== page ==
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Scientists could save time on protein sample preparation with startup’s automated system

2:43 pm by | 0 Comments

Progress in genomics and the surge in clinical development of biomarkers and biologics underscore the impact of protein research on medicine. So it doesn’t work in researchers’ favor that preparing a protein sample for research is quite a process.

Perfinity Biosciences came to life two-and-a-half years ago with an idea from Purdue University professor Fred Regnier to automate several steps of the protein sample preparation process for mass spectrometry analysis.

“With proteins, because they’re so big, the preparation before you go to mass spec is a pretty vexing process with a lot of manual steps that take a lot of time,” said President and CEO Steve Plump.

The West Lafayette, Indiana company markets a five-column system called the Perfinity Workstation that automates the extraction, buffer exchange, trypsin digestion, desalting and reverse phase separation of protein samples. R&D Magazine last year named the system a R&D 100 Award Winner.

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Now a new marketing and distribution deal with Missouri-based Shimadzu Corp., which makes analytical instruments, will allow the company to commercialize a second product, the Perfinity Integrated Digestion Platform. It’s a three-column system that performs the last three steps of the Workstation’s process and can reduce sample preparation time from several hours to 30 minutes or less, Perfinity says.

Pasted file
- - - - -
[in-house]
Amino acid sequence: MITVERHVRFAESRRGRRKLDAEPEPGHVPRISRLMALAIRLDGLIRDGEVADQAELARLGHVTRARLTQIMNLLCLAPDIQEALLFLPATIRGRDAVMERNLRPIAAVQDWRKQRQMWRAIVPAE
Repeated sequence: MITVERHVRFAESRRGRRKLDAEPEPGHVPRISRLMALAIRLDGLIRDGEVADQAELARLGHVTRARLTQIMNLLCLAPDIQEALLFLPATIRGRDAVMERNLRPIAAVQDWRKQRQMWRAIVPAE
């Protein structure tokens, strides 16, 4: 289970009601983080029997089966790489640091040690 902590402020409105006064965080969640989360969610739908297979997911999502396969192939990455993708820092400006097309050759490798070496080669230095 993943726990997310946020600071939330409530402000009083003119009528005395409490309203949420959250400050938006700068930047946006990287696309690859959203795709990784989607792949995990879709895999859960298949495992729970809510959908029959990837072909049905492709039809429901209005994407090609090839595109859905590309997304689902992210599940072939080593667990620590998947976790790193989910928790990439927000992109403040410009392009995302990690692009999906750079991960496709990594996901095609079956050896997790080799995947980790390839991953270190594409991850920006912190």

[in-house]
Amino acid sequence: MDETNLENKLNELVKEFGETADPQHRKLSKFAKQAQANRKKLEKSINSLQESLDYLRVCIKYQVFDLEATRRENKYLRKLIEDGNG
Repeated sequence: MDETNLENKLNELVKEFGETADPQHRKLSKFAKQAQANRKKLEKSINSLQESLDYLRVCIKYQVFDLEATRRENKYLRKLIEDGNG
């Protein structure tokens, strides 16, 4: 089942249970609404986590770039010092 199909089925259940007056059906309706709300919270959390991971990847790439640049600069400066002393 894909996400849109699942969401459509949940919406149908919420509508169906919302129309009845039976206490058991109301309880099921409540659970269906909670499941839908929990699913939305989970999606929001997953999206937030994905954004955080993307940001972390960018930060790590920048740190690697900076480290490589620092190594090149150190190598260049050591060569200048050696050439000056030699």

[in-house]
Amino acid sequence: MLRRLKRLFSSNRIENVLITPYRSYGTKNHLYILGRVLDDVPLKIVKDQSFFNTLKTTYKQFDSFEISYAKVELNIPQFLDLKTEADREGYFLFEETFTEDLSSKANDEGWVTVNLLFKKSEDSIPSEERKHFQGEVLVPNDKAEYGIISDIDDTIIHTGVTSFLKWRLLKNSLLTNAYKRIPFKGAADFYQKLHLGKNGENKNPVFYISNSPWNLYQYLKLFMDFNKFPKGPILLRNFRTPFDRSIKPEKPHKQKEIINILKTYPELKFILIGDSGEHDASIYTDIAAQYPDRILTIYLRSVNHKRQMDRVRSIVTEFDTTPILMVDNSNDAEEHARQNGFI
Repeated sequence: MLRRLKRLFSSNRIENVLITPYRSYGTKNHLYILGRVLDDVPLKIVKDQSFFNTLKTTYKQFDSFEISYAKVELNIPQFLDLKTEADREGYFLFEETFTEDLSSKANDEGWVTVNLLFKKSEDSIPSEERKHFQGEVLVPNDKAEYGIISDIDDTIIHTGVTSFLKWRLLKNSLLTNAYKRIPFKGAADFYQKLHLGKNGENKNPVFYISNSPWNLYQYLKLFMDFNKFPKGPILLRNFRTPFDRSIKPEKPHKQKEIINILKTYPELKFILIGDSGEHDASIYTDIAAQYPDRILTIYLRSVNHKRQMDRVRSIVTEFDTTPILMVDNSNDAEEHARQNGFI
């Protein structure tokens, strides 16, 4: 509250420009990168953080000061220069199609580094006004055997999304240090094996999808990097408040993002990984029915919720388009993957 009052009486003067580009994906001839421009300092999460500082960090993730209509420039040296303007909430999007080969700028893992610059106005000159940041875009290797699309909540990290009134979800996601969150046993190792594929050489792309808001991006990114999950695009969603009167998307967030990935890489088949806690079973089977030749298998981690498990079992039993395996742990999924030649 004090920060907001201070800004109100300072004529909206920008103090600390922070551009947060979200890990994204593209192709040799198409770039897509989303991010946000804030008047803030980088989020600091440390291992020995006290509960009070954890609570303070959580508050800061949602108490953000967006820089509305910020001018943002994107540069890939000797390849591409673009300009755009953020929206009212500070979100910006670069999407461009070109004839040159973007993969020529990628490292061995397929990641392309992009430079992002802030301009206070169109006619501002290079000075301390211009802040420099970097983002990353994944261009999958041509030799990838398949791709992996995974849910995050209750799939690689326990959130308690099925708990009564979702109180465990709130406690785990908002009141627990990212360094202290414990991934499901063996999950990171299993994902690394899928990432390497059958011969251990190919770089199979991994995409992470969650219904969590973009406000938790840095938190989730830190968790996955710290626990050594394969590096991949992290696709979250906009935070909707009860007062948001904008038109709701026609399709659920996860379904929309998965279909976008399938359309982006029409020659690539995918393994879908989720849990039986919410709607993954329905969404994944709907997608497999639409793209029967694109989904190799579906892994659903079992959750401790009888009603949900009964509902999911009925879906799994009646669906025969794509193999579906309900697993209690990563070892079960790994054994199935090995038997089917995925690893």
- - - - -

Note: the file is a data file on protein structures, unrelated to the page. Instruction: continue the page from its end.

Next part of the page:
“There are two processes that are useful in preparation: the first part of that is to actually extract the protein out of a fluid, and then the second part of that, once you pull them out and purify them, is to break them into smaller pieces called peptides,” Plump explained.

Whereas researchers analyzing a blood sample would need both parts of the process, the new three-column system might be more efficient for a pharmaceutical company that wanted to do some quality control work on a protein drug it manufactures, for example.

“Now that we’ve got this global agreement, we can begin to work with customers around the world in applying this platform to their needs,” Plump said.

Perfinity’s tools share features with other sample preparation devices made by Digilab Global, PerkinElmer and ThermoScientific, and competition will likely continue to grow along with the $3.3 billion global market for mass spectrometry tools and services.

“Right now we’re in a position where we’re looking to grow our customer base, and from there we’ll continue to innovate around those columns and solutions,” he said.

[Photo from Perfinity Biosciences]

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Deanna Pogorelc

By Deanna Pogorelc MedCity News

Deanna Pogorelc is a Cleveland-based reporter who writes obsessively about life science startups across the country, looking to technology transfer offices, startup incubators and investment funds to see what’s next in healthcare. She has a bachelor’s degree in journalism from Ball State University and previously covered business and education for a northeast Indiana newspaper.
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